Stress is to blame for many of the physical ailments we have suffered from in recent decades. Research in recent decades has shown that chronic stress can lead to irreversible changes in different parts of the brain and even changes in DNA. In the case of children and adolescents, in particular, animal studies have shown that maternal prenatal stress can have effects on the normal development of the fetus’ brain and also that long-term separation of the child from the mother has negative consequences for cerebral. Cortisol, the hormone that responds to stress and usually helps to overcome stressful situations, if it is also produced in excess, can cause a decrease in immunity, memory capacity and contributes to the development of metabolic syndrome, muscle atrophy and the loss of minerals from the bone system.
First of all, it is important to start with the basics of hormone production. All of our steroid hormones (including progesterone, testosterone, cortisol) are made from cholesterol. Cholesterol is converted to pregnenolone which creates hormones.
During times of stress, our body chooses to create more cortisol, “our stress hormone,” rather than any of our sex hormones. Therefore, when we feel stress for an increased period of time, we produce less progesterone and may experience symptoms such as:
If progesterone is low, our estrogen levels can be relatively high – which can cause the following symptoms:
Breast tenderness, fibrocystic breasts
Inflation, water retention
Managing stress and changing your lifestyle can help you maintain a healthy progesterone level. Some of these lifestyle changes include:
Exercise is the first line of treatment. Body movement will naturally help you lower your cortisol (stress hormone) and balance your progesterone and estrogen. Of course, exercise also stimulates mood, energy, weight loss, bone density and supports cardiovascular health.
Low alcohol consumption
No matter how much you want that bottle of wine when you feel stressed, it may not be the best idea, especially in large quantities.
In general, in the long run, increased alcohol consumption will worsen the mood and, therefore, will aggravate the symptoms of PMS. Although some studies show that complete elimination is not necessary, reducing consumption can be beneficial. In fact, alcohol, coffee and drugs often appear in research as among the factors that increase stress. Lack of sleep or too little sleep has been associated, in addition to behavioral disorders, with an increase in the rate of obesity and overweight. Only 4 hours of sleep per night were associated with increased blood pressure, increased levels of cortisol and insulin.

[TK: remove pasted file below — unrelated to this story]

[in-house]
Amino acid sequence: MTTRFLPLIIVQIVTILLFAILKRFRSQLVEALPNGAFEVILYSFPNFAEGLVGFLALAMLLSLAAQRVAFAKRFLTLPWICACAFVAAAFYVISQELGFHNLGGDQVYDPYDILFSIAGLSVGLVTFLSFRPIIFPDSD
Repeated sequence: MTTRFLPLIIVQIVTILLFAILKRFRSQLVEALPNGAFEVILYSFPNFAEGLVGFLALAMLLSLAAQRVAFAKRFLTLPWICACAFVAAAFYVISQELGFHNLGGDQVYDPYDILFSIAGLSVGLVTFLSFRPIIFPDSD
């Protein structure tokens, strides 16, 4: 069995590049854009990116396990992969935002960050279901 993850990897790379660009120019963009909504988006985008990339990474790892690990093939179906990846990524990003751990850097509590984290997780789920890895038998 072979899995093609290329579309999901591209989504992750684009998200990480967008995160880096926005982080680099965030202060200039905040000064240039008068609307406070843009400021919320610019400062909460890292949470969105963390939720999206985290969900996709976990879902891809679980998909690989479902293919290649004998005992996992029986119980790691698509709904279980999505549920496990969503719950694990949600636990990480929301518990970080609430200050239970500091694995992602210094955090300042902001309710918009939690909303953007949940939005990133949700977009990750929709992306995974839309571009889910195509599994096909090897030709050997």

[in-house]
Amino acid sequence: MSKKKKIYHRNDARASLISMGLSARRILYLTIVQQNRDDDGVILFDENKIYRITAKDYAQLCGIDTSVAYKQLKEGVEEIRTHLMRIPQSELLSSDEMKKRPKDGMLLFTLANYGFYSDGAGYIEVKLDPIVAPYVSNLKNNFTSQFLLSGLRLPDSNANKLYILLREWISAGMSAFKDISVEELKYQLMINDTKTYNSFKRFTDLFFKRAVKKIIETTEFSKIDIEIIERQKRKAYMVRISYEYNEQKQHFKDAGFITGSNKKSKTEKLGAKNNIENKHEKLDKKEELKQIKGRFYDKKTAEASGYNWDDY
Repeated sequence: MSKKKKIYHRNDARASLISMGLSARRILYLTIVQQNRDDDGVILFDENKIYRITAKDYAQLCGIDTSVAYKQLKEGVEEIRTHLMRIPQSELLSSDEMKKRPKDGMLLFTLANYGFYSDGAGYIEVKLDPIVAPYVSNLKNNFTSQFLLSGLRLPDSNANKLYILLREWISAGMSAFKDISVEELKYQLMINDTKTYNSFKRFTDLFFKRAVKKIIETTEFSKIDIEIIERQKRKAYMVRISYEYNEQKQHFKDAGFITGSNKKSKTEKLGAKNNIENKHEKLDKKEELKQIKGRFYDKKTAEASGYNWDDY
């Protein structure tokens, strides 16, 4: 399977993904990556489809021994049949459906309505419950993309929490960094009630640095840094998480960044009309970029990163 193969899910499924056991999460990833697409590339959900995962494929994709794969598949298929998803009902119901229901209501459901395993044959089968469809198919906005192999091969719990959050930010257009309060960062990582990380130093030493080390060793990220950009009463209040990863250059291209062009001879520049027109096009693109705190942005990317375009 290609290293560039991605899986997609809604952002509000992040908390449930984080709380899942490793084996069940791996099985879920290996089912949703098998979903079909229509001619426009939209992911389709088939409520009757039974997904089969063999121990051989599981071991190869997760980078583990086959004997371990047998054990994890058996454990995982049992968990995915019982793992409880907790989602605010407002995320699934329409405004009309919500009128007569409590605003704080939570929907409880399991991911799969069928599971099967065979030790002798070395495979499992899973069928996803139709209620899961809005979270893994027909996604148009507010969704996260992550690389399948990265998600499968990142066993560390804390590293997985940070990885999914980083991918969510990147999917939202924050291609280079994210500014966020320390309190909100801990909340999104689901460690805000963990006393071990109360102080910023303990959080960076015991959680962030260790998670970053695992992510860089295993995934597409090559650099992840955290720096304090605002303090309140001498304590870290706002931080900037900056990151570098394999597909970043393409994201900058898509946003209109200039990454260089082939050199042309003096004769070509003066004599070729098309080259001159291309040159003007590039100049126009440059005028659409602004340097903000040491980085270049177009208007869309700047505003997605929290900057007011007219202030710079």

Avoid exposure to hormonal disruptors
Unfortunately, our environment has many chemicals that disrupt the endocrine system. These chemicals can change the way hormones in the body are metabolized and can change ovulation and the menstrual cycle. By making the effort to use glass containers instead of plastic or to choose more natural body products, you can slowly reduce exposure.
This topic is so complex and could be a topic of discussion in itself. The basics of hormonal balance include avoiding simple carbohydrates (white bread, white flour pasta… etc.) to balance blood sugar levels, which would ultimately support the mood, energy and cravings associated with PMS.
Ensuring fiber in your diet is also crucial because it allows the proper elimination of your hormones. Ground flax seeds, oatmeal, lots of green vegetables, are essential to get an adequate amount of fiber every day. The inclusion of foods rich in zinc and vitamin B6 would also be beneficial, as both are necessary for the production of progesterone and the body’s metabolism. A simple way to include zinc in your diet is pumpkin seeds (they can be added to salads, smoothies or enjoyed as a snack). Vitamin B6 is present in chicken, turkey, fish, soy, chickpeas and more.
This is a very specific and individualized area, but some of the vitamins and minerals beneficial for balancing hormones and relieving pain include: magnesium, calcium, vitamin D, fish oil, vitamin B6.
Source: Jurnalul.ro by jurnalul.ro.
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